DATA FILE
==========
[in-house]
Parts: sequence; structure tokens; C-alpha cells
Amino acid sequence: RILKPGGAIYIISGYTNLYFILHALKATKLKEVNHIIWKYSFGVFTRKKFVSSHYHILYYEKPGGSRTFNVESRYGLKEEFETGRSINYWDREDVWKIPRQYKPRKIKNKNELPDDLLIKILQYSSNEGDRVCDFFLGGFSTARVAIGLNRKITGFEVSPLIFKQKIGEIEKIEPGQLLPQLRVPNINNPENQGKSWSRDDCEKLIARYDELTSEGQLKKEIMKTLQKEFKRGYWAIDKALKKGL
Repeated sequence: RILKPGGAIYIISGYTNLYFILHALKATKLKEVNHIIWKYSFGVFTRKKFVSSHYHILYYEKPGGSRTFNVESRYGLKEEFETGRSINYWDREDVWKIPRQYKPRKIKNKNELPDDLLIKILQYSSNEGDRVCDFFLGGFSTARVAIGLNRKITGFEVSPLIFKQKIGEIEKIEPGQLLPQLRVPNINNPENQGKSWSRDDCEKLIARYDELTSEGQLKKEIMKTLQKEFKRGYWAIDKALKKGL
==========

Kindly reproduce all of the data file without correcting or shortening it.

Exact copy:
[in-house]
Parts: sequence; structure tokens; C-alpha cells
Amino acid sequence: RILKPGGAIYIISGYTNLYFILHALKATKLKEVNHIIWKYSFGVFTRKKFVSSHYHILYYEKPGGSRTFNVESRYGLKEEFETGRSINYWDREDVWKIPRQYKPRKIKNKNELPDDLLIKILQYSSNEGDRVCDFFLGGFSTARVAIGLNRKITGFEVSPLIFKQKIGEIEKIEPGQLLPQLRVPNINNPENQGKSWSRDDCEKLIARYDELTSEGQLKKEIMKTLQKEFKRGYWAIDKALKKGL
Repeated sequence: RILKPGGAIYIISGYTNLYFILHALKATKLKEVNHIIWKYSFGVFTRKKFVSSHYHILYYEKPGGSRTFNVESRYGLKEEFETGRSINYWDREDVWKIPRQYKPRKIKNKNELPDDLLIKILQYSSNEGDRVCDFFLGGFSTARVAIGLNRKITGFEVSPLIFKQKIGEIEKIEPGQLLPQLRVPNINNPENQGKSWSRDDCEKLIARYDELTSEGQLKKEIMKTLQKEFKRGYWAIDKALKKGL